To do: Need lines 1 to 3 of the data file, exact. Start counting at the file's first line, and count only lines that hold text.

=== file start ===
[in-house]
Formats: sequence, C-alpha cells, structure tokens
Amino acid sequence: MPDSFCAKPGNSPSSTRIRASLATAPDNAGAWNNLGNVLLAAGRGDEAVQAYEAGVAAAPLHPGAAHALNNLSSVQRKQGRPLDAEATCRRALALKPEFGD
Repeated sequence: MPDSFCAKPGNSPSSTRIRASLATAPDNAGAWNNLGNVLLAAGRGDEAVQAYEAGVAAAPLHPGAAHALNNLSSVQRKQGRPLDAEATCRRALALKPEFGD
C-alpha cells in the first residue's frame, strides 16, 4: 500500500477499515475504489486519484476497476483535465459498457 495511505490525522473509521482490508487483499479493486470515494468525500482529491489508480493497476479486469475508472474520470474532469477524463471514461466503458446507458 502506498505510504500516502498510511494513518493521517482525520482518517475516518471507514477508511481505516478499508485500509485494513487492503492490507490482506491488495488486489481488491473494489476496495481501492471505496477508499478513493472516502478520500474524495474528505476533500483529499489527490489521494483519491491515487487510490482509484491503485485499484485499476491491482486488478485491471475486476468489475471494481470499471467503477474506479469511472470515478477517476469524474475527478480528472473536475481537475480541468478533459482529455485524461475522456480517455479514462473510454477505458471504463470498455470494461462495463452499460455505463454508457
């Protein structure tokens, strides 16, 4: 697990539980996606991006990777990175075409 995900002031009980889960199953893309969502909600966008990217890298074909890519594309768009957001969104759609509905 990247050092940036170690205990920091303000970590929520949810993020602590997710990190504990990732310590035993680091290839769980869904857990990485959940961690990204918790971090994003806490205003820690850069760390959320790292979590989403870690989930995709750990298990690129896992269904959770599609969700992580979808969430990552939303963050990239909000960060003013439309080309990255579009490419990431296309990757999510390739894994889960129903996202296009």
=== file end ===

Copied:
[in-house]
Formats: sequence, C-alpha cells, structure tokens
Amino acid sequence: MPDSFCAKPGNSPSSTRIRASLATAPDNAGAWNNLGNVLLAAGRGDEAVQAYEAGVAAAPLHPGAAHALNNLSSVQRKQGRPLDAEATCRRALALKPEFGD